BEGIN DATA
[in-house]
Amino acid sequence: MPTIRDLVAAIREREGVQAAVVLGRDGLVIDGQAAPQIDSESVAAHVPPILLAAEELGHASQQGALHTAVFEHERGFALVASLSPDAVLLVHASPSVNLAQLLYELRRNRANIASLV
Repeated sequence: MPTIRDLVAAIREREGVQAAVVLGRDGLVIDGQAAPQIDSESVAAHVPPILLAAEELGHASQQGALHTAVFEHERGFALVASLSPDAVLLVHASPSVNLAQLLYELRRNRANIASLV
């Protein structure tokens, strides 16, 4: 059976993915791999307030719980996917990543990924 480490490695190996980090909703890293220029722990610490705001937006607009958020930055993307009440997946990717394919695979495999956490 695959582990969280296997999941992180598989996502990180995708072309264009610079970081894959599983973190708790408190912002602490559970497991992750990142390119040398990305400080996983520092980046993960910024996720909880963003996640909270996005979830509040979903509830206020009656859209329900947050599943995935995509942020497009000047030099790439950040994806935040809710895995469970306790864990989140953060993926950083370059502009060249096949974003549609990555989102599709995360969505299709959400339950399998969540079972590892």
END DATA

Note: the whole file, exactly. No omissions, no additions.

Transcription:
[in-house]
Amino acid sequence: MPTIRDLVAAIREREGVQAAVVLGRDGLVIDGQAAPQIDSESVAAHVPPILLAAEELGHASQQGALHTAVFEHERGFALVASLSPDAVLLVHASPSVNLAQLLYELRRNRANIASLV
Repeated sequence: MPTIRDLVAAIREREGVQAAVVLGRDGLVIDGQAAPQIDSESVAAHVPPILLAAEELGHASQQGALHTAVFEHERGFALVASLSPDAVLLVHASPSVNLAQLLYELRRNRANIASLV
């Protein structure tokens, strides 16, 4: 059976993915791999307030719980996917990543990924 480490490695190996980090909703890293220029722990610490705001937006607009958020930055993307009440997946990717394919695979495999956490 695959582990969280296997999941992180598989996502990180995708072309264009610079970081894959599983973190708790408190912002602490559970497991992750990142390119040398990305400080996983520092980046993960910024996720909880963003996640909270996005979830509040979903509830206020009656859209329900947050599943995935995509942020497009000047030099790439950040994806935040809710895995469970306790864990989140953060993926950083370059502009060249096949974003549609990555989102599709995360969505299709959400339950399998969540079972590892």